These are the winners of the 2017 EyeEm Awards, the world's largest photo competition
|Photo © Sasha Dudkina, EyeEm 2017 Photographer of the Year|
A month and a half after revealing the finalists of the 2017 EyeEm Awards, the photo sharing community and licensing marketplace has finally revealed the winners.
The 2017 EyeEm Awards have a few distinguishing factors. First, if you go by number of submissions, they are the world's largest photo competition—over 590,000 photos were submitted by over 88,000 photographers. Second, for the first time in the awards' short history, all of the winning images come from a full series. And finally, this year EyeEm added a Community Vote category.
Scroll down to see all of the winning series, along with a short description of the photographer and what they were trying to capture.
2017 EyeEm Photographer of the Year
Sasha Dudkina is a 19-year-old photographer from Moscow, Russia. She shoots with a Canon 650D and occasionally her iPhone.
Sasha’s photographic style is characterized by glances and holding on to fleeting moments. She considers herself an observer, always taking in the people and events around her, often times snapping candid photos of her friends and strangers. Her photography is inspired by her home country of Russia, its literature, music, diversity of nature and especially the people.
“Sasha has been a super engaged community member since joining EyeEm in 2014,” said Brada Vivi Barassi, Head of Photography at EyeEm. “She regularly participates in Missions and shares life through her lens in a really consistent, intimate way. Sasha is brimming with potential. We’re so excited to work with her, help unleash her creativity to the full and provide support throughout her photography journey.”
The Great Outdoors Category Winner
Guiga Pira was asked to join the crew of an anti-poaching ship as the drone pilot for a campaign to protect the most endangered marine mammal in the world from illegal fisherman. Drones were used to locate, identify and document illegal fishing activities in a protected area.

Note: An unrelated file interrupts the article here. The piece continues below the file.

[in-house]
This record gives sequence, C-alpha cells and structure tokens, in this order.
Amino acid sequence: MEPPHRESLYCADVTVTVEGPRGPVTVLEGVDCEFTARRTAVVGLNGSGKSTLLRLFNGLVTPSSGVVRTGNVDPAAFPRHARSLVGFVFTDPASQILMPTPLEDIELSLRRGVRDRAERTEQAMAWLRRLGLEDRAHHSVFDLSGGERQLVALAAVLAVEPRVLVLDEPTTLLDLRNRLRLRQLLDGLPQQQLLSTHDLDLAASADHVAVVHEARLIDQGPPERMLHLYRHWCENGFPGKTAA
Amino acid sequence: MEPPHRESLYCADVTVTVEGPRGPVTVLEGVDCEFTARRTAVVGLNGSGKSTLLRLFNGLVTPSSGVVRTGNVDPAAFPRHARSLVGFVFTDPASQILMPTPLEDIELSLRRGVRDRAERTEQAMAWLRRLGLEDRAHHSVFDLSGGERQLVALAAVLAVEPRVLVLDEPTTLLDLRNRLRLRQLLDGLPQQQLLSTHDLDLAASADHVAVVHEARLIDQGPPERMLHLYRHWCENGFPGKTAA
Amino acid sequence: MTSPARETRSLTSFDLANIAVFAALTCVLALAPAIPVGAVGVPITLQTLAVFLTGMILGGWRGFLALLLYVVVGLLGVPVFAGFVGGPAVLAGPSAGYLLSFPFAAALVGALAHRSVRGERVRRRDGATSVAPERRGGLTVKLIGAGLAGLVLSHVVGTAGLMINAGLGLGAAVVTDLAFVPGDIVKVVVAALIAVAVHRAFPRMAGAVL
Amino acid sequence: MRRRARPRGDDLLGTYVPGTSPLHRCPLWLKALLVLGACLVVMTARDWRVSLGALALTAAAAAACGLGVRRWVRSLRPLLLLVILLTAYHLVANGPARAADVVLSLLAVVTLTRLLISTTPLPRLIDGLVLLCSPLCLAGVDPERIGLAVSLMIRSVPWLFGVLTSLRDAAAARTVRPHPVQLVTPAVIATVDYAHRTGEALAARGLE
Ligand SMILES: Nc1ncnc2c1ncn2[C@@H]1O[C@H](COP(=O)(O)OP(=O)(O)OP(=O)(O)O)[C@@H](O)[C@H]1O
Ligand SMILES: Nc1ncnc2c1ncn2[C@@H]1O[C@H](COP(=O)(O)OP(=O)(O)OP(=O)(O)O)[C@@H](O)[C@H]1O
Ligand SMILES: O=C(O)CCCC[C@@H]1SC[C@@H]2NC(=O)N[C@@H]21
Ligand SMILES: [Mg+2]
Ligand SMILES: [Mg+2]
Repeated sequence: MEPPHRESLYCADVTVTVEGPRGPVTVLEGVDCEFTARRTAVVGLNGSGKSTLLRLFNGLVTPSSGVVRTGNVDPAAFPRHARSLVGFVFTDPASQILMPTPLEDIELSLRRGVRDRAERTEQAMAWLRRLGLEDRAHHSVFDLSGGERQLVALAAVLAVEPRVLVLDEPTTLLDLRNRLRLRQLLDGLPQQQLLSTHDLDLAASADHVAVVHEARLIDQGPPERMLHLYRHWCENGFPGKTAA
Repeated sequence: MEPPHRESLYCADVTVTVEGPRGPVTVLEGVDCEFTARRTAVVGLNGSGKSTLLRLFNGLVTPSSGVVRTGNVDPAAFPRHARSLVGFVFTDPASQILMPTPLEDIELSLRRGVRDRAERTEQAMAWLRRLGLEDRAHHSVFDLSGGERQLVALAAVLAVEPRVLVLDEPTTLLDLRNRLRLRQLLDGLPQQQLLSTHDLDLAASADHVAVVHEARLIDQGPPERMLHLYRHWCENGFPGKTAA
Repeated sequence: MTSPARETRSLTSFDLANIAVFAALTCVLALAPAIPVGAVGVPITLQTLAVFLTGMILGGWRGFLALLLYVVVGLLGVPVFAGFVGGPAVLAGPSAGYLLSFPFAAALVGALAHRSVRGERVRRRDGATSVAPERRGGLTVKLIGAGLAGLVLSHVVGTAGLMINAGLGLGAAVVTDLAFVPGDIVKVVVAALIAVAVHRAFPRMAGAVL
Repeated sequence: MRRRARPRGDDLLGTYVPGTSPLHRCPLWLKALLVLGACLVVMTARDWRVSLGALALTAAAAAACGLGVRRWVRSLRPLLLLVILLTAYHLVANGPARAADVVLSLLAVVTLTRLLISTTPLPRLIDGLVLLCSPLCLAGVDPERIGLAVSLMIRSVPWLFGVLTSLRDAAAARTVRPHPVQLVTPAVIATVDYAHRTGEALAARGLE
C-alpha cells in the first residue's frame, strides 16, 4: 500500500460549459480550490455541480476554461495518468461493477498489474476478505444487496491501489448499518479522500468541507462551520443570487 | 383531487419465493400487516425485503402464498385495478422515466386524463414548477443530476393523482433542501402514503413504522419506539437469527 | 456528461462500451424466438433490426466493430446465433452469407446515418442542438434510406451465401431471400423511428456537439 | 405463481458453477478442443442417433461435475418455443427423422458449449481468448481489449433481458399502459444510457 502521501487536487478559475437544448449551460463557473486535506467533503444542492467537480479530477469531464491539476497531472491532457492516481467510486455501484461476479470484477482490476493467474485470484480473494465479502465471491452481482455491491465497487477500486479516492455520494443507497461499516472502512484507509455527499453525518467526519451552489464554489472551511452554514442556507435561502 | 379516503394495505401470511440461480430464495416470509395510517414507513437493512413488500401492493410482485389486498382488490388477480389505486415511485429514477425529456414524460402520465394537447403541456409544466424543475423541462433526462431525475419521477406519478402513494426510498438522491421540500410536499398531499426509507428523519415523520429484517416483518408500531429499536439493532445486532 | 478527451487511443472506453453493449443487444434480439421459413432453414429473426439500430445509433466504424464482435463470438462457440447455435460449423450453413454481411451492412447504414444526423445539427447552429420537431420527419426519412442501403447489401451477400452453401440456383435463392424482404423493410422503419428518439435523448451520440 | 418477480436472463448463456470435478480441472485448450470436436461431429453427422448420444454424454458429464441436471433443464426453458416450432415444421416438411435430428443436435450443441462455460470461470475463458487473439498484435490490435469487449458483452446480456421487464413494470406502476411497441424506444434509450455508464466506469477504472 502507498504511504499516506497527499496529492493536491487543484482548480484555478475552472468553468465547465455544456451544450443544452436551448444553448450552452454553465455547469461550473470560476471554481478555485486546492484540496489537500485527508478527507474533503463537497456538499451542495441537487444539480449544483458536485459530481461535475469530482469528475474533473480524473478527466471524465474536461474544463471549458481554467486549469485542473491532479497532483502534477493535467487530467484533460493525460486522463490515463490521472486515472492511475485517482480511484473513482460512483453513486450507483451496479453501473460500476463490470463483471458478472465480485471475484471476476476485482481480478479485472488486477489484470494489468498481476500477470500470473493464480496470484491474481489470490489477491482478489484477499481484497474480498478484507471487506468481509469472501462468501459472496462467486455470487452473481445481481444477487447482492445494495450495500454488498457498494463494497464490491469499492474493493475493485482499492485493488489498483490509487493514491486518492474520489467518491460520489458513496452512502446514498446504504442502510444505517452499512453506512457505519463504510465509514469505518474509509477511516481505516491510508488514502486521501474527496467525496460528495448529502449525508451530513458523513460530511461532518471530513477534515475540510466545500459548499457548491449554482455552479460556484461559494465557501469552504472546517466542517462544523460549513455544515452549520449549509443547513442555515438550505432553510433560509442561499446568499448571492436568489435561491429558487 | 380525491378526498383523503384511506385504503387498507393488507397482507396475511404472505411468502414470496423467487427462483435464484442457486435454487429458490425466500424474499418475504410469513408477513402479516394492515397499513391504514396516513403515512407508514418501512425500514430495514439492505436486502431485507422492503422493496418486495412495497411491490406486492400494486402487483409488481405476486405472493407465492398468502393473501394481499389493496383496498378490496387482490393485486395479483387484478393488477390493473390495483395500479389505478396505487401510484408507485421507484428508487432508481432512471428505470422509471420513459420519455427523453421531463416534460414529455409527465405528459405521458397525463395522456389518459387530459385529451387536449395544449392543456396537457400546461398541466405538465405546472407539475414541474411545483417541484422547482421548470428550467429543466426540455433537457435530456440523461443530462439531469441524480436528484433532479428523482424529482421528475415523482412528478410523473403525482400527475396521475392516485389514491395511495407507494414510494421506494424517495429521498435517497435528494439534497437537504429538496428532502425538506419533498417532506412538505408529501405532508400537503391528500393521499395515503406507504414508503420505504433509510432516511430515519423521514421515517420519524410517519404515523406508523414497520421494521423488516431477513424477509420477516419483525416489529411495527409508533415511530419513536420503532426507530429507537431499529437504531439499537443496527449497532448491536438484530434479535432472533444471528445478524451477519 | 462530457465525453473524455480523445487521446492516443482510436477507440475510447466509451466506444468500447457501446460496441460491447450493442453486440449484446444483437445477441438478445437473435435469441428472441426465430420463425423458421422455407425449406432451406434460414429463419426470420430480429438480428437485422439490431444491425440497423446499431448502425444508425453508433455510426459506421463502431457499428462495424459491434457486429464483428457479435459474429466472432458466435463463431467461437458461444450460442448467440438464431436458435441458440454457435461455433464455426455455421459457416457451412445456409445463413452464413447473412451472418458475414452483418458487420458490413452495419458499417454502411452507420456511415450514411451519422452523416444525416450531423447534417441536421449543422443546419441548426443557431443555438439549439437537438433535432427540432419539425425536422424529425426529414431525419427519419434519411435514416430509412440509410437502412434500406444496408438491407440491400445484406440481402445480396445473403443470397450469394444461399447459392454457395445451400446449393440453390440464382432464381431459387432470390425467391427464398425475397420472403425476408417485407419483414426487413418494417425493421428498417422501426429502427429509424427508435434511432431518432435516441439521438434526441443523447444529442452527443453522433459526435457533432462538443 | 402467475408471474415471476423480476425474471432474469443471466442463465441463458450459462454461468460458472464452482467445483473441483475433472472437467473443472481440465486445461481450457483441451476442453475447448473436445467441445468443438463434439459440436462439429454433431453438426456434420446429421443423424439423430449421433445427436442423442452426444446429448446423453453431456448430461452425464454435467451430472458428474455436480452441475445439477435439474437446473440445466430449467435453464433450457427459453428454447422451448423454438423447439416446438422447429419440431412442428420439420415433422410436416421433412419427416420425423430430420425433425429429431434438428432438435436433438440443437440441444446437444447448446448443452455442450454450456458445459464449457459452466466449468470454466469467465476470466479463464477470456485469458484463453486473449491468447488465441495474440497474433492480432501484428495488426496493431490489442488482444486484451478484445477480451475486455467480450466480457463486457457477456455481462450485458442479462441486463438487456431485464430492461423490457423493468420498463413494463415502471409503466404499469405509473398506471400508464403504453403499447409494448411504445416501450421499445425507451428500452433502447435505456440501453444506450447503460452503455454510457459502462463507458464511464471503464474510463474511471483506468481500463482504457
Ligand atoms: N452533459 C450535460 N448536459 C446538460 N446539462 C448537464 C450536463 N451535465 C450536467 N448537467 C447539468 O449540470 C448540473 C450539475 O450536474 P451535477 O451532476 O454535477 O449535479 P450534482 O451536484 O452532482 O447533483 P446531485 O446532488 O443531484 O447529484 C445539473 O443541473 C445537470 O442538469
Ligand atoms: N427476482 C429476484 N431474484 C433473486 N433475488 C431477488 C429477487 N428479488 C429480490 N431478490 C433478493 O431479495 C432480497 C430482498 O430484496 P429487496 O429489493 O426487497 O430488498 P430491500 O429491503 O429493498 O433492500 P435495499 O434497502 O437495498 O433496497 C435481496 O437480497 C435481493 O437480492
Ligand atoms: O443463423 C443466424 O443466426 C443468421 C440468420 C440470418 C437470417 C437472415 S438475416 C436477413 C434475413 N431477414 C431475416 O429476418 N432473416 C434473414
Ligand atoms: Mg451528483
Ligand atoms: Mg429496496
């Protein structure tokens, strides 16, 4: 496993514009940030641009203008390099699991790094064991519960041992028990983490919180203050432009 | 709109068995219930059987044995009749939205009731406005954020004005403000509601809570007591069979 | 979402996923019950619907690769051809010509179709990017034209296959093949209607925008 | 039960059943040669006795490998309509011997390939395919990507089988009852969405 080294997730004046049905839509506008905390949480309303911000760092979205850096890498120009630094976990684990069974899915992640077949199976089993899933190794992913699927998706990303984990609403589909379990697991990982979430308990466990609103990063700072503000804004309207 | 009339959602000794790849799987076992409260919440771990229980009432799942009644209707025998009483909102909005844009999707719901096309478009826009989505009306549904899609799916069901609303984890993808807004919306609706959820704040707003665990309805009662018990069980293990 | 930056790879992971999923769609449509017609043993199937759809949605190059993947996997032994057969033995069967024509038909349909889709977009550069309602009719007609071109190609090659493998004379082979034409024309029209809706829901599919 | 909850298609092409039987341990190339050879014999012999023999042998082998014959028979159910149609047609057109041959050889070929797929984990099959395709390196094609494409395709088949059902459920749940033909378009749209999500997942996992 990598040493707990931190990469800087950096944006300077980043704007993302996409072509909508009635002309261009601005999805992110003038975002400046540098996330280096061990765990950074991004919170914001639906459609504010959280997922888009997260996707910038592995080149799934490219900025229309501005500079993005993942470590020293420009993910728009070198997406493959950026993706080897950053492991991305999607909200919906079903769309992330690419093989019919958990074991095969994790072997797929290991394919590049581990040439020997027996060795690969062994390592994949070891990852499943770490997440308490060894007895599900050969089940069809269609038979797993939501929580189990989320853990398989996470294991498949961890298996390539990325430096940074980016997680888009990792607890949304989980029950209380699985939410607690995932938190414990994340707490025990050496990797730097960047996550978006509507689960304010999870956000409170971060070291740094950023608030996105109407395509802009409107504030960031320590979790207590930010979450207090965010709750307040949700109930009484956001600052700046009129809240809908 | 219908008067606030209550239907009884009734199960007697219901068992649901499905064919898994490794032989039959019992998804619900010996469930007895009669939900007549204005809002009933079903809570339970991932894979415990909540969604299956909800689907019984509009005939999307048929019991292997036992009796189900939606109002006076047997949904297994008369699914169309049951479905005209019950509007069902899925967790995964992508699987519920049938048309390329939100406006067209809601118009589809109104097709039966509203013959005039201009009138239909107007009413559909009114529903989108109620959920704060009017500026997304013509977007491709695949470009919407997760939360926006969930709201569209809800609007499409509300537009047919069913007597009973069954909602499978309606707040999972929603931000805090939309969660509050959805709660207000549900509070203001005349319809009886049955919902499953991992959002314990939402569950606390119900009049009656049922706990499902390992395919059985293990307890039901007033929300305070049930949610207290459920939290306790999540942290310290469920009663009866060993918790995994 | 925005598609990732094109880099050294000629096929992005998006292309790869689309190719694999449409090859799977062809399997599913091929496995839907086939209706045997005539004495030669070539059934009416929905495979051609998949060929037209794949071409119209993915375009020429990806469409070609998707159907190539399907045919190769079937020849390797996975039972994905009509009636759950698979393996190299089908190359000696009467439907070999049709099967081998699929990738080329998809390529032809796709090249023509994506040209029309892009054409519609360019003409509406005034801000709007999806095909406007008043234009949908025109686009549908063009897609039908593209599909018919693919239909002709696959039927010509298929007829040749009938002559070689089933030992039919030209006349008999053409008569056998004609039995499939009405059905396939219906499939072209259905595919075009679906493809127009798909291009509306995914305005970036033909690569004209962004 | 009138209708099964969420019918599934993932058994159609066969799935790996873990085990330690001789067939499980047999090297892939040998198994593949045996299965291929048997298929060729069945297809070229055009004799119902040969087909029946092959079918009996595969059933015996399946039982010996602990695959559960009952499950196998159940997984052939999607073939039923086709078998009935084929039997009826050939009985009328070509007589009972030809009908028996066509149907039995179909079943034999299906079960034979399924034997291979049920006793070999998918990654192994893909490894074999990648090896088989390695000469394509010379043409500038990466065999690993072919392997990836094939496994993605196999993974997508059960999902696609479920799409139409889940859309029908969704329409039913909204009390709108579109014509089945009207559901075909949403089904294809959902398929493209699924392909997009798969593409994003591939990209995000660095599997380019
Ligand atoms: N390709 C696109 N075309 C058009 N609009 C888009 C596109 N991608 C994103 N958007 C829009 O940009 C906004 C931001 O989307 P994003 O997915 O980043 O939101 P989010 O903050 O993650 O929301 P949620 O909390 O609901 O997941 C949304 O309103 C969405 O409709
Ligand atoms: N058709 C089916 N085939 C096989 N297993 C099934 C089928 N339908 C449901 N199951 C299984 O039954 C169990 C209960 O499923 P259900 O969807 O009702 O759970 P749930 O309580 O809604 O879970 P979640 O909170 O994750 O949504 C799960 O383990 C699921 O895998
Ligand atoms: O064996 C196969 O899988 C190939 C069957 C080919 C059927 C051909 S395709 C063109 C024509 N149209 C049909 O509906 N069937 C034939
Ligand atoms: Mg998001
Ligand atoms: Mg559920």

Pira said as the drone pilot in this campaign “I saw too much of the dark side of humanity in such a beautiful place. I decided to make the best of my time while flying, so every time the drones were launched I tried to capture the beautiful side of the area I was patrolling.”
The Street Photographer Category Winner
The lead photo was taken as part of Julie Hrudova’s series, ‘LEISURE,’ which is an ongoing series Hrudova says is “core to what my work is about.” It’s a play with photography being a trustworthy and truthful medium by creating some confusion about what is actually happening in the image, or why. Hrudova says her subjects are focused on their leisure activities and often isolated.
The photos from the series are taken in Moscow, Tokyo and Amsterdam.
The Architect Category Winner
Denise Kwong went to a popular spot in Hong Kong to shoot the markets below, when she looked to the left and saw this block of units. Kwong said: “With its lighting scheme, it was giving off a cinematic vibe and I also love how how each lit balcony made the building facade look like a sheet of negatives - each telling its own story.”
The Portraitist Category Winner
The winning image was taken as part of Adeolu Osibodu’s series, ‘Losing Amos.’ Osibodu says: “My Grandfather Amos died in 2014. It was then that I realized how casual my idea of him was. I constantly asked myself why I couldn’t see beyond his heavy grins, why I couldn’t define him as more than the man who was never unhappy... these were unsettling thoughts that meddled with my conscience.” Osibodu decided to take a series of self-portraits wearing different clothes his grandfather owned at various times in his life.
“Maybe this is inspired by an urge to find consolation or my intimate affection for a time before, or me just being Adeolu. Regardless, I’m forever glad I happened to find myself in this state.”
The Photojournalist Category Winner
The winning image is from Ramin Mazur’s series, “The Process,” documenting a production of Hamlet put on in a prison in Moldova.
The Republic of Moldova has one of the highest numbers of inmates per capita in Europe, including the highest rate of the long term convicted. To shed a light on the issues of penitentiary system, art centre “Coliseum” directed a play in the most secure prison in Moldova. For several months inmates were studying the craft of acting to perform on the same level as professionals from the National Theatre. Some of the inmates had already been in prison for more than half their lives. Through this play, directors Mihai Fusu and Luminita Ticu aimed to draw attention to conditions of lifers in Moldova, the penitentiary system as whole and most importantly, stereotypes.
Inmates and their right to be changed is a taboo topic among people and, paired with poor economical conditions and corrupted institutions, leaves little chance for those who want to be changed or forgiven.
The Community Vote Category Winner
Robert Torrontegui's portrait series captured in Manila, Philippines was selected by the EyeEm community from all of the finalists.
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